- Quietly sit or even lay down in front of the OPEN crate door, blocking the door and their escape, for about five to ten minutes and just lay/ sit quietly with them. Not playing.
- Pay attention to what they’re doing. They should be occupied with their chew/toy or getting sleepy or bored.
- Slowly close the door….
- Continue to sit there for a few minutes but slowly start to back away.
- Go into the other room for a few minutes. See how they react.
- If they start barking, wait for a pause in the barking before returning.
- Repeat the steps until you get some consistent quiet in the crate.
- If your puppy becomes FRANTIC slow down and start over at step one.
- This does take patience. Don’t rush it or expect it to be easy. Be prepared.
- It will be easier once they’ve relaxed into it and realize this is not the end of the world but “getting there” does takes some time!
Every puppy can be crate trained. Period.
STAY CONSISTENT WITH THEIR SCHEDULE
Make sure you STAY consistent with the training, eating, drinking, sleeping, playtime schedule you choose and the sooner you get them on one, the faster potty training will go.
- And I mean consistent, like clockwork.⏰ Even on the weekends.
Potty Training Schedule #1 – Owner Home All Day
If they’re consistently going potty in their crate, you need to take them out more.
If they keep going potty on their bedding, remove it for now.
They will be fine just sleeping on the plastic crate tray for now and maybe a stuffed toy to cuddle with instead. I bet they also won’t want to pee in there anymore.. because it’s not absorbent and will get all over them, some super young puppies won’t care about that though either.. just know that will all pass with age.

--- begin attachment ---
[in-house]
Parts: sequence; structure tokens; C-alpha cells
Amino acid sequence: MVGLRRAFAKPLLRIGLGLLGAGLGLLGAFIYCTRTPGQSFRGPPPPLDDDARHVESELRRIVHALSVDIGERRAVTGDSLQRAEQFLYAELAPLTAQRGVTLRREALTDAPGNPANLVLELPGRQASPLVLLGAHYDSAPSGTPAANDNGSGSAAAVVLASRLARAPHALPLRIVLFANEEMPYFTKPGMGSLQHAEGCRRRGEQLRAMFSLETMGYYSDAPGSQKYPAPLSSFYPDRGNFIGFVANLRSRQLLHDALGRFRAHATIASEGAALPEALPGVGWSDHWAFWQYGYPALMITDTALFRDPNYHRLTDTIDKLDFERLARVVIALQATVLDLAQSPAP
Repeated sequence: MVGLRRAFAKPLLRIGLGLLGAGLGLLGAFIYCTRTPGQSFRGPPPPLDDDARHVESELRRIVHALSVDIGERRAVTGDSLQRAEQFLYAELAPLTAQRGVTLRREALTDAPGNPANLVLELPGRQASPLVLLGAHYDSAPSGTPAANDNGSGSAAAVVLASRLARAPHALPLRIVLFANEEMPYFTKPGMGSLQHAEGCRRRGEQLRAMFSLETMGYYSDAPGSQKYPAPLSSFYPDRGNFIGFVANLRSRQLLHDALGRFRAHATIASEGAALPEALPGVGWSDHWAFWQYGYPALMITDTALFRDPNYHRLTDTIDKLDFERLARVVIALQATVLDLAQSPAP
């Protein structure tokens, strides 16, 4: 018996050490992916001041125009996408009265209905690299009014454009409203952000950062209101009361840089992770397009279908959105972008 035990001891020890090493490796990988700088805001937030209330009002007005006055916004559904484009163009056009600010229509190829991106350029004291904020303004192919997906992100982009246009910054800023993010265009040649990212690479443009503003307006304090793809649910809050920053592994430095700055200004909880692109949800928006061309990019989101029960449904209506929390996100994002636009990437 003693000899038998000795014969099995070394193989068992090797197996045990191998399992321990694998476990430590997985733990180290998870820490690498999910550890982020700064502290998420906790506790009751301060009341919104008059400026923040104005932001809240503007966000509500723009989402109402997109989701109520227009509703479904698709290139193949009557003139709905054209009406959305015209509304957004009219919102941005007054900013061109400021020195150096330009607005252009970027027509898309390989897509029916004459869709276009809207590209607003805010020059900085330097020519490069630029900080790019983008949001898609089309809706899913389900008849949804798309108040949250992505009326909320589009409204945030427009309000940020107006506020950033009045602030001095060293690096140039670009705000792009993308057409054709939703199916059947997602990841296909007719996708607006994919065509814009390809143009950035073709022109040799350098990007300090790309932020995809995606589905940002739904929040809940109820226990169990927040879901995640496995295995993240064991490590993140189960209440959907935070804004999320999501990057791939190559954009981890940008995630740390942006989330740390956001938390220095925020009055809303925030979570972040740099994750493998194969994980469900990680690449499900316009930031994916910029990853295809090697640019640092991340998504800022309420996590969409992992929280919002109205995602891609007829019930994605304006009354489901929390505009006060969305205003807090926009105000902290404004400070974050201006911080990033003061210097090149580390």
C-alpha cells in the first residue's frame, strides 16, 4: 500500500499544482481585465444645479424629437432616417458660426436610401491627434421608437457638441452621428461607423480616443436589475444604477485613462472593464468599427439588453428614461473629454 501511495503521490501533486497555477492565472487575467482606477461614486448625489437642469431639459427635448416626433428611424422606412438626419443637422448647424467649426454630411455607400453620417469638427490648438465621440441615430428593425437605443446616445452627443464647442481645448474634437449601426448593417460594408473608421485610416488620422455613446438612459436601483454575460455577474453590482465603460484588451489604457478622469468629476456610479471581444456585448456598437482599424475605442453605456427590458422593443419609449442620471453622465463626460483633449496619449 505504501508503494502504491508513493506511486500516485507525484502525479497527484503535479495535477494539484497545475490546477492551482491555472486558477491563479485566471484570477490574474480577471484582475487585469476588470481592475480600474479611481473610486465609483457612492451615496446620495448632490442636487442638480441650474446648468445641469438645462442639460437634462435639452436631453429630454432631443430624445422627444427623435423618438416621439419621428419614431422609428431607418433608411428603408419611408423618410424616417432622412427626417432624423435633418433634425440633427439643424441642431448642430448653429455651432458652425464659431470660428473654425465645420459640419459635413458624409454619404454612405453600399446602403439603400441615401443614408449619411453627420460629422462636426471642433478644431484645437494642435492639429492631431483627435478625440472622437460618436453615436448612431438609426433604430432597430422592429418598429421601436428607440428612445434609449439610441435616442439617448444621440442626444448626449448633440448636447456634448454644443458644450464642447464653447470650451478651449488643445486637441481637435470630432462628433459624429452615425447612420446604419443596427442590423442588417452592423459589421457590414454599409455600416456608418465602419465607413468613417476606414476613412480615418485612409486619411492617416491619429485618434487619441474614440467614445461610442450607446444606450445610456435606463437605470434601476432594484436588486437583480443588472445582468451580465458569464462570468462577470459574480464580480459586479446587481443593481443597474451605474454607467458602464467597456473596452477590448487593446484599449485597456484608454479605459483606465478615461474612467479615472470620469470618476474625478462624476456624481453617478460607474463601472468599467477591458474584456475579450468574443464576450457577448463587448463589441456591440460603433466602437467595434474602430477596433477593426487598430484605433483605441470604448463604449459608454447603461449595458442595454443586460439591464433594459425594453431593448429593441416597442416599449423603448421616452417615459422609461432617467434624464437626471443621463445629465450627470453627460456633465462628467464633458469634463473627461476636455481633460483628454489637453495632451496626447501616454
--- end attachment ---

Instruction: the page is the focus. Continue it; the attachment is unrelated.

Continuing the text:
If you’re home all day, the crate training schedule can be much more lenient, you basically want to limit crate time to 1 hour per month of age (during the day) so for an 8 week old – 2 to 2 1/2 hours.
The point of the schedule is to get their bodies adjusted to eating/eliminating/sleeping on schedule which makes your life a whole lot easier.
Also teaching them to hold their potty, coming in and out of the crate on command and most importantly learning to be alone and how to self soothe! Something younger puppies are not used to yet.
Timetable Example for 2-6 month old puppy, Eating 3x a day – Home All Day
- 7:00 am – Wake up. Go potty outside, if they don’t go right awau, they probably don’t have too.
- 7:10-7:30 am – Free time in an enclosed area, like a sectioned off kitchen or playpen
- 7:30 am – Food and water – if they don’t eat it all, pull it up, try again at lunch
- 8:00 am – Go potty outside, if they don’t go within 10 mins, put them back in the crate, try again every 10 mins until they do and before any free time
- 8:15 am – Free time in enclosure